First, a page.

Bahasa Malaysia

Tips and Tricks For Language Learning

Useful Strategies for Summer Learning

Throughout any language course, there are effective and ineffective methods that can either elevate and contribute meaningfully to your language development, or exist as a stumbling block for you. As I share my own goals and hopes from the past eight weeks of learning and what helped me best work towards those, I hope you will feel inspired and encouraged to do the same! These are all just stepping stones on a long journey towards language proficiency.

My ISP Goals:

By the end of one semester of language study, I will be able to:

    1. I will consistently hold meaningful conversations with a mix of simple and complex sentences over a variety of topics without the need to use a dictionary to constantly look up words. (High Intermediate)
    2. I will be able to understand and single out words from native speakers and will be able to either ask them to provide synonyms to words I don’t know or to describe them and learn new words through conversation. (High Intermediate)
    3. I will be able to have confident conversations about appointments, groceries, school, work, family, holidays, directions, hobbies, along with future and past events. (High Intermediate)
    4. I will be comfortable asking questions about the other person and comprehending their responses to the point of being able to ask pertinent follow-up questions. (High Intermediate) I will develop my vocabulary of common words (about 300-400) and phrases so that I can remember the most common words and phrases of Bahasa Malaysia for near-instant recall.
    5. I will begin to pick up more of the contextual meanings of certain phrases and words (e.g. gembira verse bahagia). (High Intermediate)
    6. I will grammatically be correct (or colloquially correct) during the majority of my time speaking and writing. (High Intermediate)

I was coming from a High Novice hoping to advance to a High Intermediate. Considering where I was before and where I am now there has been improvement and here are some tips on what worked best for me and my overall goals:

  1. Having conversations nearly every day.
    You would like to speak? Practice, practice, practice. One of my weakest aspects of language before these eight weeks was my speaking and while it’s not impeccable now, my fluency and conversational skills have certainly vastly improved and that is entirely due to the fact that I talked to someone for at least an hour five days out of the week in Bahasa Melayu. I know, not everyone has that advantage or it’s beyond other’s price range or means but if you can practice speaking daily, take advantage of that. I don’t mean sitting and talking about the language or speaking to one another and using phrases or little conversations in Bahasa Melayu. I mean taking an hour IN Bahasa Melayu. All of it. The clarifying questions, the pauses, the lessons all of it in Bahasa Melayu as much as you can- you will improve. It’s also an amazing way to develop your vocabulary because you are actively trying to find new ways to express your thoughts and ideas.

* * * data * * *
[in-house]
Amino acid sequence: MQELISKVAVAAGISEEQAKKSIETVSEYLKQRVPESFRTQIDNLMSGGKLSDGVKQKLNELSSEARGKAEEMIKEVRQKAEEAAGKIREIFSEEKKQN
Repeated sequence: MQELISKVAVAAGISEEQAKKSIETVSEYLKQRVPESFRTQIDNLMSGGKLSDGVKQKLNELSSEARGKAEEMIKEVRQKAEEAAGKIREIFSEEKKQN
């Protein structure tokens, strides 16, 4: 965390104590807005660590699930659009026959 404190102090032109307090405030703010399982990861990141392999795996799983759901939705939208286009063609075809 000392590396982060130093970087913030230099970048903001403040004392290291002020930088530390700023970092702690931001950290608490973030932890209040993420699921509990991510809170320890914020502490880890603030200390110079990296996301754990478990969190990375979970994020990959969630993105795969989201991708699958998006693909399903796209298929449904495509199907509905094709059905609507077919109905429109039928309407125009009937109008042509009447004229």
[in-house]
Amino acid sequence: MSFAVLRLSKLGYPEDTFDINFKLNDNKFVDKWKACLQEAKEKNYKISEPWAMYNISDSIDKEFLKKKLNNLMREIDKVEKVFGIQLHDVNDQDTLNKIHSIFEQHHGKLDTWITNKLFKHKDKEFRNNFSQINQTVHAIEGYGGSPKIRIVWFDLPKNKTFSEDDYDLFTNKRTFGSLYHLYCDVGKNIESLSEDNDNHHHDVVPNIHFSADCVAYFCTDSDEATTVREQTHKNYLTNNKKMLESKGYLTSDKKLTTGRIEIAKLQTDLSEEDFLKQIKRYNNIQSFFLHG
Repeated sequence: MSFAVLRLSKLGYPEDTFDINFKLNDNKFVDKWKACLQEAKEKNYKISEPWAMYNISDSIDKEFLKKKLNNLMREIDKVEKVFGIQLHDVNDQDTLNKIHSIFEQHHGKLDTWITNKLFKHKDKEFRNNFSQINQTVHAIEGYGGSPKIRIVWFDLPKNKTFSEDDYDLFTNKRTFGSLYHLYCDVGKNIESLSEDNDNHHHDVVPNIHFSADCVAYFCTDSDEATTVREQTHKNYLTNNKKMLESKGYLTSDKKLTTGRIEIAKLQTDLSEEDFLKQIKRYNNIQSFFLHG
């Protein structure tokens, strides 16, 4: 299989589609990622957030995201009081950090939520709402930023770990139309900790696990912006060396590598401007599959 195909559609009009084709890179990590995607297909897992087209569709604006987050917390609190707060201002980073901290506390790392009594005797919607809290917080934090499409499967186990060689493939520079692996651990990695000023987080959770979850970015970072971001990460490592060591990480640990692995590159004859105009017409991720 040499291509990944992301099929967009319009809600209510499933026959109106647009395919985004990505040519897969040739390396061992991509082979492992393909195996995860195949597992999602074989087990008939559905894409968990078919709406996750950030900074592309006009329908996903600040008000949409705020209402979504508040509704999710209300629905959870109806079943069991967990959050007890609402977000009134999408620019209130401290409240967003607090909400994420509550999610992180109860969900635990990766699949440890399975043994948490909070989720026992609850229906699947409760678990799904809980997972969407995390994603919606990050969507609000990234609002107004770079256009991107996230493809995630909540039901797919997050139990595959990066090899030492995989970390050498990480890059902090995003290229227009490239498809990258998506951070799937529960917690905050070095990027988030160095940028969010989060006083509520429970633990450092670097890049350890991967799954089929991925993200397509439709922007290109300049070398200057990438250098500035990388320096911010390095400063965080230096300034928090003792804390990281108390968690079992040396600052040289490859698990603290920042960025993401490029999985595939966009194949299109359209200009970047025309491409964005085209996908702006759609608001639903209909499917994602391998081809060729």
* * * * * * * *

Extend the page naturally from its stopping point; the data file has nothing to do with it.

2. Practice writing every day.
    Similarly with speaking, and particularly if you are vocabulary-focused like I was for this class, writing every day coupled with reading can be a fantastic way to improve your writing- especially if you then have someone like your mentor read it with you.  For my plan, I learned twelve vocabulary words each day (more about how those were picked in the tip below) and integrated them into my writing. At first, it was just simple paragraphs and creative writing but I got to experiment and try new things like poetry in Bahasa Melayu. These can prove to be really fun and it’s really helpful as you learn sentence structure and seek to improve as well as providing context and a framework to review the vocabulary at a later time.
  3. Having my vocabulary interconnected with my resources and conversations.